With medicinal cannabis research in its infancy, many health care providers are unsure how to provide accurate counseling and appropriate treatment to their patients.
Patients with cancer use cannabis to manage their symptoms related to their diagnosis and clinical treatments. With medicinal cannabis research in its infancy, many health care providers are unsure how to provide accurate counseling and appropriate treatment to their patients.1
Current Oncology published a study in its May 2020 issue indicating the lack of knowledge about cannabis recommendations along with notable barriers among health care professionals regarding direct patient care. These investigators identified monitoring patients’ cannabis use, prescribing an accurate dose or strain, and insufficient research as significant barriers.
In this study, an anonymous 45-question survey measured health care professionals’ opinions regarding cannabis use in oncology. Oncology nurses, radiation therapists, and pharmacists were among the participants.
The survey results indicated that a collective lack of knowledge in cannabis drug therapy made them unable to recommend this substance. More than half of respondents said they would need more information or training to feel confident about cannabis.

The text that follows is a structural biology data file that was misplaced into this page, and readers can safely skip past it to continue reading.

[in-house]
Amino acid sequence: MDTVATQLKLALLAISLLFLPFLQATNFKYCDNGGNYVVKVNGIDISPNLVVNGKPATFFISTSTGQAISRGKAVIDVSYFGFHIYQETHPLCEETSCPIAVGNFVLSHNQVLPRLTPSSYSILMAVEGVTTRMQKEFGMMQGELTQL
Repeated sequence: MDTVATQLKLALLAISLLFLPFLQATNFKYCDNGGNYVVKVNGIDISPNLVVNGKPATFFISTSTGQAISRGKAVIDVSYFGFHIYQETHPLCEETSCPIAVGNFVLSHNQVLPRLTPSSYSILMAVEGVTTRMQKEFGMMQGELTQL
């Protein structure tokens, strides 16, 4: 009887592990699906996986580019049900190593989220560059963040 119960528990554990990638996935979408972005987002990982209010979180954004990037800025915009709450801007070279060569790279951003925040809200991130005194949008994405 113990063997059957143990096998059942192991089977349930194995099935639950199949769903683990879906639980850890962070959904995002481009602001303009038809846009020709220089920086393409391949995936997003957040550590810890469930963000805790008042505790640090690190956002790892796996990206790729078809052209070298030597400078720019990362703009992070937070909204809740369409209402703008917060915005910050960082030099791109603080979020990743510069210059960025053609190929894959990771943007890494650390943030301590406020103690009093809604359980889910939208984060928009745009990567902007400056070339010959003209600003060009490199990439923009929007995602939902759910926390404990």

Despite the collective lack of knowledge, researchers reported that many participants counseled patients about cannabis use in the month preceding this study. To eliminate knowledge gaps, teaching future health care professionals about cannabis education early in their curricula can improve clinical preparedness.
The lack of clinically-based research regarding cannabis use increases concern about potential drug interactions with patients’ other cancer medications and adverse drug reactions (ADRs) to cannabis. This is especially a concern within older patients and those with cognitive impairment or mental illness, as they are more likely to experience cannabis-associated ADRs.
Given these study findings, health care providers need more clinical cannabis research, education, and training to correct knowledge gaps and barriers to effective treatment for cancer patients.
Ariana Hawkins is a 2021 PharmD candidate at the University of Connecticut in Storrs.